Entitlement Framework

The Entitlement Framework sets out the minimum number and range of courses a school should offer at Key Stage 4 and Post-16. These courses should be economically relevant and individually engaging with clear progression pathways. Information about what this means for parents and pupils is contained below.

What is the Entitlement Framework?

The Entitlement Framework (EF) is the Post-14 curriculum which puts the needs of pupils first. It aims to provide access for pupils to a broad and balanced curriculum to enable them to reach their full potential no matter which school they attend or where they live.

It will guarantee that all pupils have access to a minimum number of courses at Key Stage 4 and Post-16, of which at least one third must be general and one third applied. The Department will specify the number of courses and is responsible for designating courses as general or applied, based on its published definitions contained in general and applied courses circular.

Statutory Position

The Education (NI) Order 2006 (articles 18-22) gives Statutory effect to the EF and requires schools to offer access to at least the specified number of courses at KS4 and Post-16; of which at least one third must be general and one third applied. In order to meet the statutory requirements, from September 2017 the EF requires all post-primary schools to provide pupils with access to a minimum of 21 courses at both phases.

The minimum number of qualifying courses post-primary schools must provide access to for pupils in Key Stage 4 and for pupils over compulsory school age are set out through written directions.

What does it mean for pupils?

We will best meet the needs of young people and the economy by offering them access to a broad and balanced range of courses that are relevant to their needs, aptitudes, interests and their future career aspirations, regardless of where they live or which school they attend. 

Schools are encouraged to make use of up to date labour market information and take note of DfE’s priority skills areas in offering access to a coherent and economically relevant choice of courses for pupils. This means that all pupils will have access to at least the number of courses set out above.  Pupils can then choose the courses which provide the best progression for them.  

Progression can be to continue in education, including further and higher education, or to move into training or employment.  Every pupil is different and choices should reflect each young person’s interests and aspirations. There may be occasions where a school’s timetabling makes it difficult to facilitate course choices, but parents and pupils should discuss this with the school.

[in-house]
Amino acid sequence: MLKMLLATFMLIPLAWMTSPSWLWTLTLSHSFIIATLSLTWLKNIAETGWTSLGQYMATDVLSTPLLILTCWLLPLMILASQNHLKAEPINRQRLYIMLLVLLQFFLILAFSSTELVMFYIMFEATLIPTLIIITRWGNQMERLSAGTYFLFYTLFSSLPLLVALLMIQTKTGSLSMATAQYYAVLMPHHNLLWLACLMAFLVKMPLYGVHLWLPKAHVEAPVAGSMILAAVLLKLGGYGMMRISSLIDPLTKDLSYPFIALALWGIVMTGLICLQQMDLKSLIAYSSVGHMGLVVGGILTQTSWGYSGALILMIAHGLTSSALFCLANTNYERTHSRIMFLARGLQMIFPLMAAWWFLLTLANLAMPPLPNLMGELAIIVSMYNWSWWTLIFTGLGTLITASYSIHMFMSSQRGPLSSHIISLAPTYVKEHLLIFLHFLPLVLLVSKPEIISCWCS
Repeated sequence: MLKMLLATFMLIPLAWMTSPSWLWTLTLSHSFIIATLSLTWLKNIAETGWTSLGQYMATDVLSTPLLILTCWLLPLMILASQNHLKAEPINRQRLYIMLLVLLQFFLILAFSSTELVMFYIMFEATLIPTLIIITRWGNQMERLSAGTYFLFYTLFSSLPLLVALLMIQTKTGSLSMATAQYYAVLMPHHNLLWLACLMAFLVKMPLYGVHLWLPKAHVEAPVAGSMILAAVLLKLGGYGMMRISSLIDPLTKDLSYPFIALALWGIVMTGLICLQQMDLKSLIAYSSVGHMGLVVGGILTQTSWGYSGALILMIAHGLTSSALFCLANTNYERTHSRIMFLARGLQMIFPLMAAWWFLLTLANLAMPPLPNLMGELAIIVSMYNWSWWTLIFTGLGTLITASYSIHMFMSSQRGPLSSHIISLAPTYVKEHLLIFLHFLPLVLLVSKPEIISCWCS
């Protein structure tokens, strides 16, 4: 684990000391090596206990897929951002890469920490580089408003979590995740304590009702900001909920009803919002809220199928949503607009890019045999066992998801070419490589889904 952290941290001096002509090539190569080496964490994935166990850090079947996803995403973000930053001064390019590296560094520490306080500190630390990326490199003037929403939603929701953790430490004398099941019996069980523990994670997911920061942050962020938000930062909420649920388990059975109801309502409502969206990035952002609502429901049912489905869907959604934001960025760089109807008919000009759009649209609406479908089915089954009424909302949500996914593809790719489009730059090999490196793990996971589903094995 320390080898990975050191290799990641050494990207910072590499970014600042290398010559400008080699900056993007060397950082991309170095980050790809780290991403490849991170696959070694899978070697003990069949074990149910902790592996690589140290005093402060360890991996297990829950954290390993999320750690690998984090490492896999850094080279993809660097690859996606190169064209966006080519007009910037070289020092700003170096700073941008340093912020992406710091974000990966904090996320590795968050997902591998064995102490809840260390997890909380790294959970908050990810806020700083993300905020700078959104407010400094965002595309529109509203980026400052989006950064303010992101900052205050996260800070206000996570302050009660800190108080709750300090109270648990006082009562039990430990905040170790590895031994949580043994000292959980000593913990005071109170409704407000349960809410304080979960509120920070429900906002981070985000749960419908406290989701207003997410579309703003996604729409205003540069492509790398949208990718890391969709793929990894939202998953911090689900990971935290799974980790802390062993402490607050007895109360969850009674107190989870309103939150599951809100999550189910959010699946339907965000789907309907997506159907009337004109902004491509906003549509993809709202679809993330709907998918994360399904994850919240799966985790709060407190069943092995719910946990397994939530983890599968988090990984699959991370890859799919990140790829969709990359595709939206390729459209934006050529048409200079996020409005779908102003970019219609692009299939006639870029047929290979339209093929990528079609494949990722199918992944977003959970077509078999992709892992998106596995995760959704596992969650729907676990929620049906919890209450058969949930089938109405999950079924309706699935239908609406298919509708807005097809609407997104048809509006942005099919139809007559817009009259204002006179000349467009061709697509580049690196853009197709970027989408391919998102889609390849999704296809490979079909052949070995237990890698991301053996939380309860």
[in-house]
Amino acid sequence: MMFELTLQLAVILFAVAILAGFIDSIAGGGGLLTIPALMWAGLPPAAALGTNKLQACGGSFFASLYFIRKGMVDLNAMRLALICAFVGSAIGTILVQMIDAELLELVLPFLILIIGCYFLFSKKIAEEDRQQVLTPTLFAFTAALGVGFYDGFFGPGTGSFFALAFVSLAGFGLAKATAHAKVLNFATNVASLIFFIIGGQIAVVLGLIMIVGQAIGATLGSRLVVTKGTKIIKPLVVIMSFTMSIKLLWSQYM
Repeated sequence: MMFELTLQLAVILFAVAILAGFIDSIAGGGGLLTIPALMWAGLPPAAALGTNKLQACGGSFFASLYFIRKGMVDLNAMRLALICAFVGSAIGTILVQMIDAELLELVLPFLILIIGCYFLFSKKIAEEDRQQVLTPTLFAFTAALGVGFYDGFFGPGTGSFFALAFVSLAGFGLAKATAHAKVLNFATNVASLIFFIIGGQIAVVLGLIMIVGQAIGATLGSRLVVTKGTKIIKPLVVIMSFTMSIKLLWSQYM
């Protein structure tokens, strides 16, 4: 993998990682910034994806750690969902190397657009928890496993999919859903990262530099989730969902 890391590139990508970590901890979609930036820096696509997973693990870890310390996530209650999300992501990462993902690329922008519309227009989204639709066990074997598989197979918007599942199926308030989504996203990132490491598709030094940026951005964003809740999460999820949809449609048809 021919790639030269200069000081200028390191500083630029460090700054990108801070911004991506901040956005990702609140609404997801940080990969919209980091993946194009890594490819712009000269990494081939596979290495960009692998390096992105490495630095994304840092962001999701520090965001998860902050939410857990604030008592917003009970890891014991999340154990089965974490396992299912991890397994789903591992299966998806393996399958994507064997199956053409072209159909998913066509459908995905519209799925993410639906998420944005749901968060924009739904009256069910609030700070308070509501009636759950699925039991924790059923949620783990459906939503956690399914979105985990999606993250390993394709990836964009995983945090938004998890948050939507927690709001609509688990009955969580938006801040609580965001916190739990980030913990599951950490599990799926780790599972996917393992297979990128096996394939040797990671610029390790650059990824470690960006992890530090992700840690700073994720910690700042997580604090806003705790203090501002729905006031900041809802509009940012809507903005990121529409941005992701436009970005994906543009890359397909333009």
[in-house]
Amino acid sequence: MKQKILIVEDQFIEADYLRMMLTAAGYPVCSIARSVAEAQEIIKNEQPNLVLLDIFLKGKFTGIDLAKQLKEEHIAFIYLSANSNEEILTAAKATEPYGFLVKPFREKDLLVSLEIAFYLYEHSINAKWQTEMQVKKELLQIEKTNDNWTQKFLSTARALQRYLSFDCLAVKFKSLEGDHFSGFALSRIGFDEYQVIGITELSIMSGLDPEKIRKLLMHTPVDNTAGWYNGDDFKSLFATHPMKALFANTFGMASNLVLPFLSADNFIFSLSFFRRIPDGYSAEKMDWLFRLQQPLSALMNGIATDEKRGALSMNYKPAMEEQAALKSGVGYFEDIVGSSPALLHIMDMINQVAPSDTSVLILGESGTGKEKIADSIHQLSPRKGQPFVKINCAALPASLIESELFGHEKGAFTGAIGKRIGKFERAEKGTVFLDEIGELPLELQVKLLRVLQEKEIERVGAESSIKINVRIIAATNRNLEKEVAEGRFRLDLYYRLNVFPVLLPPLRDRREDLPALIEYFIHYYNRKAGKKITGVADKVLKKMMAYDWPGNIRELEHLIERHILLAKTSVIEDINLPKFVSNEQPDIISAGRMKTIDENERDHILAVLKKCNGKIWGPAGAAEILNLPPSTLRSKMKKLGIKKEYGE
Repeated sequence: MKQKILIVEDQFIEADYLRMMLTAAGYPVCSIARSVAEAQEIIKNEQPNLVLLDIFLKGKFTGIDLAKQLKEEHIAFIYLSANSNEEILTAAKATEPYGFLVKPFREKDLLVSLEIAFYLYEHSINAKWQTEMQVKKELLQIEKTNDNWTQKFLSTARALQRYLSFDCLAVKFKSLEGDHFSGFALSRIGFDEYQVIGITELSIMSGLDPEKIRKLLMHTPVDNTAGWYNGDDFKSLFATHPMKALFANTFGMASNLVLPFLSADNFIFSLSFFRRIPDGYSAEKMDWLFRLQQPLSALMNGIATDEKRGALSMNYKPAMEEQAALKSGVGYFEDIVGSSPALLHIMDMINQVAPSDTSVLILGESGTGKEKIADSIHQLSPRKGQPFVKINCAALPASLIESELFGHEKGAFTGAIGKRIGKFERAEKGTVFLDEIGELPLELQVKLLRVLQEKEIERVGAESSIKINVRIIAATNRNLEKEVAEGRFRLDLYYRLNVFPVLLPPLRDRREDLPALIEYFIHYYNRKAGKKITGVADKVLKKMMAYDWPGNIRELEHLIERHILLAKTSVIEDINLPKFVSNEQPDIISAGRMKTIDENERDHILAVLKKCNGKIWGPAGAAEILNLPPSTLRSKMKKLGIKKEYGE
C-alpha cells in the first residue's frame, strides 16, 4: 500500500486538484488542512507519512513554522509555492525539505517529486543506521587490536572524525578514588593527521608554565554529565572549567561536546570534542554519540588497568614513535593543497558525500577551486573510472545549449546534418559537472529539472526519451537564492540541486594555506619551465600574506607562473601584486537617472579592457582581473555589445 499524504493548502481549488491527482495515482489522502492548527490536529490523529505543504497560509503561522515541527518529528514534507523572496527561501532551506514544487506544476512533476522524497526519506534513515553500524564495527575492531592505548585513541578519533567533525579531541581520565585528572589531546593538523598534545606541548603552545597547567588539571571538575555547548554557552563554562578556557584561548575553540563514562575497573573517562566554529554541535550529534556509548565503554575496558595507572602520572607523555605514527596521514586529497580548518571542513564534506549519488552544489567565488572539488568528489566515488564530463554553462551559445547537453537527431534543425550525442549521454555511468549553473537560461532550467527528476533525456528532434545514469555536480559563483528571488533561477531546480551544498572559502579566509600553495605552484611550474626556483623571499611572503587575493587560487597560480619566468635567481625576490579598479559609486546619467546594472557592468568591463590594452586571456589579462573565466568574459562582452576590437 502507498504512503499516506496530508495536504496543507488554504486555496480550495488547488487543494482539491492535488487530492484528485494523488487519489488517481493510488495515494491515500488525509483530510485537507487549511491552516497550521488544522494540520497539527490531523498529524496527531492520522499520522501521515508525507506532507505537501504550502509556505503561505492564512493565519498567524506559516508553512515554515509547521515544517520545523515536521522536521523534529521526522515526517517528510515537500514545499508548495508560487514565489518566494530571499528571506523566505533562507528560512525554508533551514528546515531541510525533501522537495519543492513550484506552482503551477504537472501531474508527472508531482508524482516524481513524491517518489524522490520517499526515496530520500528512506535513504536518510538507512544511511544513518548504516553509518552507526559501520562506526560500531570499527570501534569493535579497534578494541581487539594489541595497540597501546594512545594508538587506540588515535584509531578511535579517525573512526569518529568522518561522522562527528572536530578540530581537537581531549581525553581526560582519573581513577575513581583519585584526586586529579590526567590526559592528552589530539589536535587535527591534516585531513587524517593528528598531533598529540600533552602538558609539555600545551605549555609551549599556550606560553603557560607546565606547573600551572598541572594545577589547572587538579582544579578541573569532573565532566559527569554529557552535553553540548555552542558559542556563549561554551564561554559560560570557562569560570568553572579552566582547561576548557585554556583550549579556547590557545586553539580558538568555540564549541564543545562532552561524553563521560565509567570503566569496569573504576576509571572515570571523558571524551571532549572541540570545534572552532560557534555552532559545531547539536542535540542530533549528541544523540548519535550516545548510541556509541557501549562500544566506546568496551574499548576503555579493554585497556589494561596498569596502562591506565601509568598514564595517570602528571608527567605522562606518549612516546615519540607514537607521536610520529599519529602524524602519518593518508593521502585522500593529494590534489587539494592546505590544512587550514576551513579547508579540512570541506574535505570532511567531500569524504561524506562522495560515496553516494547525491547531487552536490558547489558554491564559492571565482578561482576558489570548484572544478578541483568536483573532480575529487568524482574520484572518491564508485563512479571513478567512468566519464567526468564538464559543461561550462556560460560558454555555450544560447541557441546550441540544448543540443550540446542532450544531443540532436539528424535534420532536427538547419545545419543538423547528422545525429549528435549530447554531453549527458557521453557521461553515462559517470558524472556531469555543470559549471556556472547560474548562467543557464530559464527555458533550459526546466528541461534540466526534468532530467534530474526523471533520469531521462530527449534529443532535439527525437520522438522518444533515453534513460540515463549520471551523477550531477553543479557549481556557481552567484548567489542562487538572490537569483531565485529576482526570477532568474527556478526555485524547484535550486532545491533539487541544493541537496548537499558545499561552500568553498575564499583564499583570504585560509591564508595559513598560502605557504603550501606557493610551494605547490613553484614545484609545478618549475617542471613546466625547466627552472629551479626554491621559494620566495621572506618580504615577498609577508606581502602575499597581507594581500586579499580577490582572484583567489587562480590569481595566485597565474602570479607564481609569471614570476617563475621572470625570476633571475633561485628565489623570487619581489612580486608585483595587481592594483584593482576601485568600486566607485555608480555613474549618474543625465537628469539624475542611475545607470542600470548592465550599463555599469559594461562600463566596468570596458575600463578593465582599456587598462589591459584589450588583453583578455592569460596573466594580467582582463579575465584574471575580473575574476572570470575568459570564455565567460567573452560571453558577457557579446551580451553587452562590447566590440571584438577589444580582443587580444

Area Learning Communities

Every post-primary school in Northern Ireland is a member of an Area Learning Community (ALC).  ALCs provide a mechanism within which schools come together to plan the curriculum they offer on an area basis. 

Schools work together in collaboration with other schools, further education colleges and other training providers to deliver access to the Entitlement Framework, thus enabling them to offer a broad and balanced, economically-relevant curriculum to meet the needs and aspirations of all pupils. 

There are currently 27 ALCs, which are commonly made up of between six and ten schools.  The Chair of each ALC, which can change annually, is one of the principals from a participating member school.

ALC membership table

Current ALC Chair details can be found on the Entitlement Framework Audit webpage

The Entitlement Framework in special schools and learning support centres

The Department commissioned the regulatory side of the Council for the Curriculum, Examinations and Assessment (CCEA) to conduct a two year development project with schools and learning support centres (LSCs) in the special educational needs sector. The directions specifying minimum course numbers do not apply to special schools or LSCs. The purpose of this work was therefore to inform how the entitlement framework should apply in practice to this sector.

The focus is on schools providing relevant and achievable courses (or units) that offer recognisable and transferable progression for each individual learner. The project concluded that all special schools and LSCs should aim to identify learning programmes for their learners covering the three curriculum areas of literacy/numeracy, Learning for Life and Work and a vocationally related element. A short guidance document and associated case studies have been issued to all post-primary special schools and LSCs.

In addition a qualifications guide has been launched which provides an overview of those regulated qualifications at entry level and level 1 which recognise and reward the achievement of pupils within special schools and LSCs.

Entitlement Framework support arrangements 2023/24

Support for collaborative arrangements between schools, and/or between schools and FE colleges and other providers is provided through a programme co-ordinated on an area basis. Guidance circulars are issued on an annual basis setting out the implementation of the Entitlement Framework, including the financial support arrangements for schools.

The most recent circular 2023/18 - Delivering the Entitlement Framework: Guidance to Schools 2023/24:

Together Towards Entitlement

A report was produced by groups tasked with testing the concept of area based planning in the post primary sector that was related to the efficient and effective delivery of the Entitlement Framework.

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